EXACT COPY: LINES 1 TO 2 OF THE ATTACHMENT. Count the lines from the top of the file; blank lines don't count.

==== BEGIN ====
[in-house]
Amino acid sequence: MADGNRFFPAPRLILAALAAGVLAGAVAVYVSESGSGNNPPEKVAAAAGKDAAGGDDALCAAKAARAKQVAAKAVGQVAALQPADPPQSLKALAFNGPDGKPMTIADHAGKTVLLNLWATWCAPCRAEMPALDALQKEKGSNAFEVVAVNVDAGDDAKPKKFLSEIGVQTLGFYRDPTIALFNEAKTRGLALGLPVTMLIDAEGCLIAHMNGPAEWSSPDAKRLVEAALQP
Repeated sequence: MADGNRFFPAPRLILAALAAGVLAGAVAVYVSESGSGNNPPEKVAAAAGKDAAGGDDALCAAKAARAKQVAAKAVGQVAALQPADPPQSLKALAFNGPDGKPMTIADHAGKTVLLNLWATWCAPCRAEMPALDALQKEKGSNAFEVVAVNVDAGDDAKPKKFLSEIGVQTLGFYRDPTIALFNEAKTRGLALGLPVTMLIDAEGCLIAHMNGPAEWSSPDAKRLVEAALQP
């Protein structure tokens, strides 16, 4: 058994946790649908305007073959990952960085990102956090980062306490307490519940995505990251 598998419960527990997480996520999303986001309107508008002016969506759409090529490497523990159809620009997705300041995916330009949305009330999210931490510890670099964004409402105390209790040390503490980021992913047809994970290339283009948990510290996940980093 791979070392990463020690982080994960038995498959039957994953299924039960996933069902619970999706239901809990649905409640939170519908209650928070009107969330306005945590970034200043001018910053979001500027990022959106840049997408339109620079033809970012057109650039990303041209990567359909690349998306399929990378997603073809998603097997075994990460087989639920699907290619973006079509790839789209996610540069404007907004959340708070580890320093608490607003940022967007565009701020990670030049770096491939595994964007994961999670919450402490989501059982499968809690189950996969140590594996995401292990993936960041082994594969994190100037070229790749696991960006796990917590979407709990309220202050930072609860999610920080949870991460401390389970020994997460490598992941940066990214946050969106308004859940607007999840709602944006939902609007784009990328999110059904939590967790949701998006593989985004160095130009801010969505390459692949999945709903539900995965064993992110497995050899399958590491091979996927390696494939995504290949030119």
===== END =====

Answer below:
[in-house]
Amino acid sequence: MADGNRFFPAPRLILAALAAGVLAGAVAVYVSESGSGNNPPEKVAAAAGKDAAGGDDALCAAKAARAKQVAAKAVGQVAALQPADPPQSLKALAFNGPDGKPMTIADHAGKTVLLNLWATWCAPCRAEMPALDALQKEKGSNAFEVVAVNVDAGDDAKPKKFLSEIGVQTLGFYRDPTIALFNEAKTRGLALGLPVTMLIDAEGCLIAHMNGPAEWSSPDAKRLVEAALQP